The Function of Cortisol: What Happens In A Dog’s Body When It Goes Awry?

Cortisol is a vital hormone from the glucocorticoid family of steroid hormones.

The Function of Cortisol: What Happens In A Dog’s Body When It Goes Awry?

Cortisol is primarily produced by a dog’s adrenal glands.

In health, cortisol plays an extremely important role in the ability of dog’s to cope with stress. It stimulates the production of glucose and the breakdown of fats, proteins, and carbohydrates to provide fuel for the body.

Cortisol also suppresses the immune system.

Unable to increase cortisol production (often combined with an equivalent drop in mineralocorticoids) during times of stress, dogs cannot physiologically deal with even the most common of situations.

Under normal circumstances, this system works beautifully. Stress arrives (as it always will), cortisol helps the dog deal with it thereby reducing the stress, and everything returns to normal.

However, problems can develop when

  • cortisol levels remain too high for too long, or
  • when the body cannot secrete enough cortisol to deal with normal life events.

Too Much Cortisol

Dogs can develop abnormally high levels of cortisol in their bodies for several reasons:

  • unrelenting stress
  • a tumor in the pituitary gland that over-stimulates the adrenal glands to produce cortisol
  • a hormone-secreting tumor within an adrenal gland
  • the use of corticosteroid drugs like prednisone that have similar effects to cortisol

Long term excessive cortisol production or supplementation has a profound, negative impact on the body.

  • immunosuppression can lead to infection
  • the effects the hormone has on glucose metabolism can play a role in the development of diabetes mellitus
  • by breaking down proteins, cortisol can lead to muscle wasting, weakness, and thin, inelastic skin

Cortisol also encourages the kidneys to excrete water producing the classic symptoms of increased thirst and urination.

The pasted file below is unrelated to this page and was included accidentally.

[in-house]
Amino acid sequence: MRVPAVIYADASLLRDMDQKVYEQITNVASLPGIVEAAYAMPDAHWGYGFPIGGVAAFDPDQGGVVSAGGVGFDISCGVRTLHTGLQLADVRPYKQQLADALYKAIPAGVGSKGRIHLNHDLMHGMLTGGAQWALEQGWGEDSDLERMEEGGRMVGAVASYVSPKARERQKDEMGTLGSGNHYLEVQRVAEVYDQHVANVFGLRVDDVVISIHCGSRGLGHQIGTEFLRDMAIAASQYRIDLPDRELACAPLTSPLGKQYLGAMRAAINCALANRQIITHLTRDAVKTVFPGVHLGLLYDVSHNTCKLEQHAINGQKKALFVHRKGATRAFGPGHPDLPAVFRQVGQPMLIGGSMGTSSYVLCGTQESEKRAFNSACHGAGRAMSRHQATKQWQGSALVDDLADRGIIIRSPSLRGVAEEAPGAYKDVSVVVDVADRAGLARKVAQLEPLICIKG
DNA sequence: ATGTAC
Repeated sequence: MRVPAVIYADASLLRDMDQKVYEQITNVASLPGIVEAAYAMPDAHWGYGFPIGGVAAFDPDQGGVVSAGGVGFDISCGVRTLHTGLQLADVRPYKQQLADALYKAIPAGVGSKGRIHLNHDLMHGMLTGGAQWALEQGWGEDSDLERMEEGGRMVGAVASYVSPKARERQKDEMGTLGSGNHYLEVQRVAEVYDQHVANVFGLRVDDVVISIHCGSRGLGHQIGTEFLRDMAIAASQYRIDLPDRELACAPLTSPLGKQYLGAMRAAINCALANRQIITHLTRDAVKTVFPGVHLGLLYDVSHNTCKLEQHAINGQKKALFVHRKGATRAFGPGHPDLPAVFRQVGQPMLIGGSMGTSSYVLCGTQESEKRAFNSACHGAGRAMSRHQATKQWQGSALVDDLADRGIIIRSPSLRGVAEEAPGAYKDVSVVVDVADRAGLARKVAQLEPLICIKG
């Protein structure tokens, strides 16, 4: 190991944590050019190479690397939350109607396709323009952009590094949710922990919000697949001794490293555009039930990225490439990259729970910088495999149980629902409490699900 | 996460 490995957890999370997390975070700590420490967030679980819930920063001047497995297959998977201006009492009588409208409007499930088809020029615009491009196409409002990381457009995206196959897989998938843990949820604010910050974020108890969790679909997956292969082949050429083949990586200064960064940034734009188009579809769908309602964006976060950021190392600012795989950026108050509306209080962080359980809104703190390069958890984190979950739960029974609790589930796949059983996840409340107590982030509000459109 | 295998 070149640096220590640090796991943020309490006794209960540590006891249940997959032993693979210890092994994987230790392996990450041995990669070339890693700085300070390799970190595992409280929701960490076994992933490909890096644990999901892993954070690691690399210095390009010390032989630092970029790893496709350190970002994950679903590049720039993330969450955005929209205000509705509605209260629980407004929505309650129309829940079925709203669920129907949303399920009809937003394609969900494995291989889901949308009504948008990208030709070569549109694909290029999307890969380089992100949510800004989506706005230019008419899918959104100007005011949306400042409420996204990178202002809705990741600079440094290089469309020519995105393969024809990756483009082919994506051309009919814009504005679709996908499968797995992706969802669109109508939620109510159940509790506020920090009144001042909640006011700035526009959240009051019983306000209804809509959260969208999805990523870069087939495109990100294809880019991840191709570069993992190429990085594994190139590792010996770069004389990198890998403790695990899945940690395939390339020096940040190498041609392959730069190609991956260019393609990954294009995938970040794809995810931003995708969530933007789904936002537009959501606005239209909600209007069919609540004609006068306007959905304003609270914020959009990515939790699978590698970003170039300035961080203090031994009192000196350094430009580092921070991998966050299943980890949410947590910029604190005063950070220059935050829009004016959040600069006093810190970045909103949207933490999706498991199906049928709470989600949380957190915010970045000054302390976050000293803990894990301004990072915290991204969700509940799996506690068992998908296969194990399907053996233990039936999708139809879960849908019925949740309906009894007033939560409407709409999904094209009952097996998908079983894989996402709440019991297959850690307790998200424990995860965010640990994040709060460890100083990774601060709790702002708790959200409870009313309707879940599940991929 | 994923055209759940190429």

Dogs under the influence of high levels of cortisol have a ravenous appetite and increase gastric acid secretion (probably to deal with the intake of such large amounts of food). Consequently, this also raises their risk for gastrointestinal ulcers.

Too Little Cortisol

As bad as too much cortisol sounds, too little can be even worse. Abnormally low levels of circulating cortisol can develop because of

  • an abnormal immune response that destroys adrenal tissue. Cortisol and/or mineralocorticoid hormones that are essential for fluid and electrolyte balance may be affected.
  • the sudden withdrawal of high doses of corticosteroid drugs that suppress normal adrenal function

Low levels of cortisol prevent many body systems from working as they should.

Glucose, electrolyte, and water regulation is impaired, which leads to weakness, tremors, dehydration, and increased thirst.

The gastrointestinal tract is particularly affected by producing symptoms such as

  • vomiting
  • diarrhea
  • poor appetite
  • and weight loss

The inability to increase cortisol production (often combined with an equivalent drop in mineralocorticoids) during times of stress, results in dogs being physiologically unable to deal with even the most common of situations.

Exercise, kenneling, trips to the veterinary clinic… anything that increases a dog’s stress level can result in a life-threatening crisis characterized by an extremely slow and irregular heart rate, low blood sugar levels, altered sodium and potassium levels, low blood pressure, collapse, and sometimes death.

Like many things in life, cortisol is part of a Goldilocks scenario. Therefore, the cortisol levels in a dog’s body need to be not too low, not too high, but just right to promote health.

Related articles:
Dog Adrenal Hormones: What is the Difference between Adrenaline and Cortisol?

Further reading:
Cushing’s Disease in Dogs (Hyperadrenocorticism): What Is It?
Addison’s Disease (Hypoadrenocorticism)

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